Winter Weather Hits Ann Arbor Hard


Sophia Werthmann

A snowy morning in February.

Sophia Werthmann

During many days of the 2014 winter, an important winter necessity has been missing from the shelves of many stores in Ann Arbor – salt. “We have been out for a while, we just got some in this morning, and it’s all sold out,” one Ann Arbor Meijer employee said. The explanation for the salt shortage at many stores in Ann Arbor is clear: people are panicking because of the extreme temperatures and weather. “Every time we get a shipment in, it’s pretty much gone by 10:00 in the morning,” said a Target employee. Supermarkets like Meijer and Lowe’s have ice-melt, a melting compound, but most stores have been stripped of their salt supply.

The salt shortage epidemic isn’t just affecting individuals and stores. Many cities have been running low, and it could be making driving on the roads more of a gamble.

As temperatures have been dropping surprisingly low, many schools across Michigan have closed. Community High School has had four snow days total, and other schools around the state have cancelled school more than that. Michigan law states that schools can cancel a maximum of six days in order to receive funding from the state. After that, they have to start making up time. The night of a snowstorm, many students are left wondering if school will be in session the next day.

The hype surrounding snow days has existed for a long time. When David Sukhin of New Jersey was in sixth grade, he found himself asking this question. “I wanted to see if I could predict a snow day the next day,” Sukhin said. Eventually, he developed an algorithm that predicted the probability of a snow day. His original idea developed more, and he put it online for everyone to use, and it’s what is now known as the “Snow Day Calculator.” The device uses data from to predict if there will be a school closing. The calculator has gained popularity over the years due to student curiosity. “When there are snowstorms, about a quarter million people go check their predictions,” Sukhin said. Now, a sophomore at MIT, Sukhin still works to improve his calculator. “[I am] improving the algorithm and getting it to learn on its own,” he said.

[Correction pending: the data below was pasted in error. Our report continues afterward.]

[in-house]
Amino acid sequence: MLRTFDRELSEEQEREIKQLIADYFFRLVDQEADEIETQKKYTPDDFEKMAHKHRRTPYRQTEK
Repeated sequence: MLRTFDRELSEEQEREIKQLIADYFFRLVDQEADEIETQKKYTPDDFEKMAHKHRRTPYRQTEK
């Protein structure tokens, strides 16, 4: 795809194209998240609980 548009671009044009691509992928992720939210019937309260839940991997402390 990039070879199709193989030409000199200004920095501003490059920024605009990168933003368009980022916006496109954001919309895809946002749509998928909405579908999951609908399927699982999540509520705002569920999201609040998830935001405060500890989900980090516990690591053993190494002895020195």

Some Community students use the calculator, and have had an exceptional number of opportunities to benefit from it this winter. “[I used the calculator] probably this year when we had the three snow days,” said Natalie Bullock, a freshman at Community.

The bad weather that has warped Ann Arbor has left parents worried, and students constantly anticipating a day off. Ann Arbor had a record total snowfall of 37.8 inches in January alone. And according to “Weather Underground” and the “National Oceanic and Atmospheric Administration,” this recent cold weather and excessive snow isn’t exactly normal. Part of the polar vortex (a low pressure area near the North Pole) that is usually located over Siberia and northern Canada, broke off and is currently located over Michigan and part of Canada. The result is the cold air and snowstorms that have hit much of the United States.

Frostbite worries and concern for hypothermia might come to a halt soon however, because spring is less than a month away.